Are you thinking about starting a small business? If so one of the first things you need to figure out is what kind of business you want to be. There are five basic entity types – sole proprietor, partnership, C Corporation, S Corporation, and Limited Liability Company (LLC). We’ll take a look at each of these but please talk with us and your lawyer before you decide which type of company you are going to start.
First is the sole proprietor. As the name implies there is just one owner. The upside of starting this type of business is that it’s the easiest to get started. You decide on a name, apply for the proper license from your county/state, and you’re ready to go. You can and probably should open a bank account for the business, even if it is in your name. It is helpful for bookkeeping and tax reasons to keep your personal money separate from business money.
The downside to a sole proprietorship is there is not a legal separation between you, the owner, and you, personally which means that if the company runs into problems of any sort you are responsible. If your business goes into debt and closes, you are responsible for paying off the debt even if the business no longer exists. If your business gets sued, it’s actually you who are being sued. There are ways to protect yourself (liability insurance) but you need to be aware of these issues and plan for them.
As a sole proprietor at tax time your business will fill out a Schedule C to report income/losses and expenses. Once the Schedule C is completed, the bottom line is transferred to your personal 1040 return and reported there. If you made a profit, this is where the company will be taxed; if you had a loss, you will be able to deduct the loss off any other income you had (for example if you have a “day job” and a “side business” you can take the loss from your side business against the income of your day job). You will also need to fill out a Schedule SE for self-employment tax if you have any employees.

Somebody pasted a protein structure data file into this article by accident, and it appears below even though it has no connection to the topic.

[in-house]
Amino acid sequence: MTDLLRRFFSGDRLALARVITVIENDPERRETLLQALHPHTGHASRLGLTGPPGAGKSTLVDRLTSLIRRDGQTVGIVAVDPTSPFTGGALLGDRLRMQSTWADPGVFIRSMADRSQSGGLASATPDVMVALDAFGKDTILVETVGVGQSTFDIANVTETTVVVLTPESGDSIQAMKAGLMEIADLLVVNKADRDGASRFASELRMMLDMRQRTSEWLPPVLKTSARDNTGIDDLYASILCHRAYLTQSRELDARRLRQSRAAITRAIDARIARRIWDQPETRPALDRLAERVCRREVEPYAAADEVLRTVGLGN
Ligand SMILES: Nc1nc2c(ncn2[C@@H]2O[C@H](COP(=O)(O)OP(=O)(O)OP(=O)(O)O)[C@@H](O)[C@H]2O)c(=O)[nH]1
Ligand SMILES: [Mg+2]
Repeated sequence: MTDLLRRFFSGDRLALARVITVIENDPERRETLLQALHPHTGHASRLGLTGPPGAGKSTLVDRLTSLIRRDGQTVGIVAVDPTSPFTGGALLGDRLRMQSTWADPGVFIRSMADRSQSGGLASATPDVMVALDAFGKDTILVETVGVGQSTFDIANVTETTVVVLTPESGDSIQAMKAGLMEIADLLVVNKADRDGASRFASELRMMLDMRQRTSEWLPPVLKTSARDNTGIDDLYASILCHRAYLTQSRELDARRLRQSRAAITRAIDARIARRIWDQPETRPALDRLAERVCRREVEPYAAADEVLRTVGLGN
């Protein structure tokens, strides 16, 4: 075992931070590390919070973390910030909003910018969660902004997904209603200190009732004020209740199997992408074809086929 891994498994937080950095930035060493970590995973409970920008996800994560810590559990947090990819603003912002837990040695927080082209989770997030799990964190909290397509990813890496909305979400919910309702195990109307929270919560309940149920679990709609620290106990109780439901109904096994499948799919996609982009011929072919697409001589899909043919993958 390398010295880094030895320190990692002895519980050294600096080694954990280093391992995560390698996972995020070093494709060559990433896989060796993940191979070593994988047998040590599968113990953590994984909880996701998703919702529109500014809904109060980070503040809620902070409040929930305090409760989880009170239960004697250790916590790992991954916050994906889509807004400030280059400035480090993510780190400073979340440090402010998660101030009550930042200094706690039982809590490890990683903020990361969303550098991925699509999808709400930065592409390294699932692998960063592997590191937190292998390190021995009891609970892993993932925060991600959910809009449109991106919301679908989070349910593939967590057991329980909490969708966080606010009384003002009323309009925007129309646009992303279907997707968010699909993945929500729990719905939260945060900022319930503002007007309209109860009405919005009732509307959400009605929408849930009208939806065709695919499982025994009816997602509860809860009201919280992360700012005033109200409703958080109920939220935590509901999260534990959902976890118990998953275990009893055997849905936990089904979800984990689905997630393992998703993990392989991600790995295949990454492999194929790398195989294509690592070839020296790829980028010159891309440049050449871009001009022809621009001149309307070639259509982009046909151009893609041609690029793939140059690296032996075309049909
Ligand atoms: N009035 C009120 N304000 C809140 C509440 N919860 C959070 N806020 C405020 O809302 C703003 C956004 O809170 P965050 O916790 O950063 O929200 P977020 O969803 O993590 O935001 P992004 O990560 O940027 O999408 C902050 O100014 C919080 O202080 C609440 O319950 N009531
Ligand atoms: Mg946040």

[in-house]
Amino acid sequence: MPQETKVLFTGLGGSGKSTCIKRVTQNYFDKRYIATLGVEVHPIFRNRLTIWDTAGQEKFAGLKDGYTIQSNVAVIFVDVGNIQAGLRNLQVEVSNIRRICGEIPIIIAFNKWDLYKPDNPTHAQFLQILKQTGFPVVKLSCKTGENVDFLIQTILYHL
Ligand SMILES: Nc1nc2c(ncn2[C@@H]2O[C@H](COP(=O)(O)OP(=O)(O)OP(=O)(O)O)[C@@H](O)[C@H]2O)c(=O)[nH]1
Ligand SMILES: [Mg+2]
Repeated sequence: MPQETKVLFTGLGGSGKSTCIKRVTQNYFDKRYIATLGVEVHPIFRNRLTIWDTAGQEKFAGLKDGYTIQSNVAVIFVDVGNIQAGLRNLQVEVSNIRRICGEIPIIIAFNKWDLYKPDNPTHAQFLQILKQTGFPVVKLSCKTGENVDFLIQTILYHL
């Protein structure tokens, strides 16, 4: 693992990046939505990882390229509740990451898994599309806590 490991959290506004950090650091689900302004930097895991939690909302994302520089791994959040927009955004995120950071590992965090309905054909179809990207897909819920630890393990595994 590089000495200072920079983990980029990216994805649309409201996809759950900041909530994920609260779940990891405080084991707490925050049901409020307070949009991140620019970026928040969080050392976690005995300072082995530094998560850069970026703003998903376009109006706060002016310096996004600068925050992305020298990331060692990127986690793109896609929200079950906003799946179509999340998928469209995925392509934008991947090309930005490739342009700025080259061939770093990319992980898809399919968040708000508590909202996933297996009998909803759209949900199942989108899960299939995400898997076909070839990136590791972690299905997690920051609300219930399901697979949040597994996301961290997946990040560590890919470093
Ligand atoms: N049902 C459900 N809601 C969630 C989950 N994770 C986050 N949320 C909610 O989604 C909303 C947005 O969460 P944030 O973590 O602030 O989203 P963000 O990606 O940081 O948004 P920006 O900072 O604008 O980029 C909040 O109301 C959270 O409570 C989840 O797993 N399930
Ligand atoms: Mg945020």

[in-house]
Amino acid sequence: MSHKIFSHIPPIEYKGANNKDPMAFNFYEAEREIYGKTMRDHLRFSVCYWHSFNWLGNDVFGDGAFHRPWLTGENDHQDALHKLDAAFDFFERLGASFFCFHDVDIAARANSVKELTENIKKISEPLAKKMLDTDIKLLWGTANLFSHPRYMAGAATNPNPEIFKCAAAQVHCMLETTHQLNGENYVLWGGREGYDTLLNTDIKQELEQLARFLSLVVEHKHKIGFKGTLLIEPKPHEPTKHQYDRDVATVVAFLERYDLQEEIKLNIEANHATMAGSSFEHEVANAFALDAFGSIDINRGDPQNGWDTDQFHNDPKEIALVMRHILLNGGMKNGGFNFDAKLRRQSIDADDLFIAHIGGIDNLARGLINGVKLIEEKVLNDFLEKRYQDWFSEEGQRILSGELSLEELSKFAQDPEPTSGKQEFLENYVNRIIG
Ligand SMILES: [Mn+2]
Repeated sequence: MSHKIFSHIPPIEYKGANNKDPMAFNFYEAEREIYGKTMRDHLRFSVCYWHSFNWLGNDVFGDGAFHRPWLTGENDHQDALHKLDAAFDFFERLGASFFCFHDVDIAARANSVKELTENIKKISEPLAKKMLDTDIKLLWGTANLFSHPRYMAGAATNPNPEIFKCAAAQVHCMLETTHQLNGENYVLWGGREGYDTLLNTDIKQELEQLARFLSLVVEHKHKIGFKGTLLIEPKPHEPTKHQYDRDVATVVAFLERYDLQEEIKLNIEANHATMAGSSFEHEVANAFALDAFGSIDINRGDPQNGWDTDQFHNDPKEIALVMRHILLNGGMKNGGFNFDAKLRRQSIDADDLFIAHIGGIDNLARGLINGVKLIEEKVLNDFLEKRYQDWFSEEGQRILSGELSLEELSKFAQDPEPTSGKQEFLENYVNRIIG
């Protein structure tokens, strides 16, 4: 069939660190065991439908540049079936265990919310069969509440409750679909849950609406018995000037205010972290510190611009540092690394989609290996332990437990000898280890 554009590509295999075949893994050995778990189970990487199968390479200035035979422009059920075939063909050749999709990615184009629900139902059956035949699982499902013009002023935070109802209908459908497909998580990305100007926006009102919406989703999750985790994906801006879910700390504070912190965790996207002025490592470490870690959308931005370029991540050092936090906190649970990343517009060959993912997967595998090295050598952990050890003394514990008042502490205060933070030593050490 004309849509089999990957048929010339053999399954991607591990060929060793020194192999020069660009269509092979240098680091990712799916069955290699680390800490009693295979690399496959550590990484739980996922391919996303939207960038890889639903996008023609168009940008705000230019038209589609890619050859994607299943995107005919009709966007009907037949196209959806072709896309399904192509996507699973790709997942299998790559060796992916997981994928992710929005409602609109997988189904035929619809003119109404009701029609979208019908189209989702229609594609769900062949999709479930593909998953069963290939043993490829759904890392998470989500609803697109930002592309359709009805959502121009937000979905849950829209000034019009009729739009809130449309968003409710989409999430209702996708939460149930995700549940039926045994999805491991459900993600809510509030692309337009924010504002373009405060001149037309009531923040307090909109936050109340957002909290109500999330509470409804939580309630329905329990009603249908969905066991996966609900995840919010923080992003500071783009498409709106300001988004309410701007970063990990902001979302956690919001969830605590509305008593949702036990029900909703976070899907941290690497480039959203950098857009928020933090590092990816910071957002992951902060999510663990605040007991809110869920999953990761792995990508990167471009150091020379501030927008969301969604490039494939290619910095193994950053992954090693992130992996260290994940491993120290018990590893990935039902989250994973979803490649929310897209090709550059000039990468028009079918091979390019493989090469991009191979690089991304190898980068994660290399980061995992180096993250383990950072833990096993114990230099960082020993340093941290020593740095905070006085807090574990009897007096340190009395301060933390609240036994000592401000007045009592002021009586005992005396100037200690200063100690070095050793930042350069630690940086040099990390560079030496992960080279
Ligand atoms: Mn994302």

The next type of business entity is a partnership. This is when two or more people come together to start a business. There are two types – a general partnership where the partners manage the company and assume responsibility for the debts and other obligations and a limited partnership where there are general and limited partners. The general partners own and operate the business and assume the liability of the company and the limited partners are investors only and have no control over the company and assume no liability for the company’s actions.
This is also an easy type of business to set up. It is very similar to a sole proprietorship except with more people. The main difference is that you should have a partnership agreement in place before you start operating. This should outline things like how much of the company does each partner own, how are business decisions made, how to dissolve the company, and how to buy out a partner. Be sure to consult a small business lawyer to help you draft your partnership documents.
For tax purposes a partnership is like a sole proprietor and the profits/losses pass through to your personal tax return, in this case by way of a K-1. The partnership files a tax return (Form 1065 which is due March 15) and generates the K-1s which are distributed to all partners for use in preparing their personal returns.
Choosing the correct entity type for your business is one of the most crucial decisions you can make when starting your business. It is the foundation of how you will be tax as well as how you will be compensated. Feel free to call us today if you would like to speak with someone who can help you identify the best choice for you and your company.
The preceding article is designed to provide accurate and authoritative information in regard to the subject matter covered. It is provided with the understanding that LeMay & Company is not engaged in rendering legal, investment, insurance or other expert advice in these areas. If expert assistance is required, the services of a competent professional should be sought. The views and conclusions expressed herein are those of the writer and not necessarily those of LeMay & Company. Any tax advice contained herein is not intended to be used, nor may it be relied upon or used; by any taxpayer for the purpose of (1) the avoidance of any tax-related penalties under the Internal Revenue Code or applicable state or local tax law provisions, or (2) promoting, marketing or recommending another party any tax transaction or tax-related matters that may be addressed herein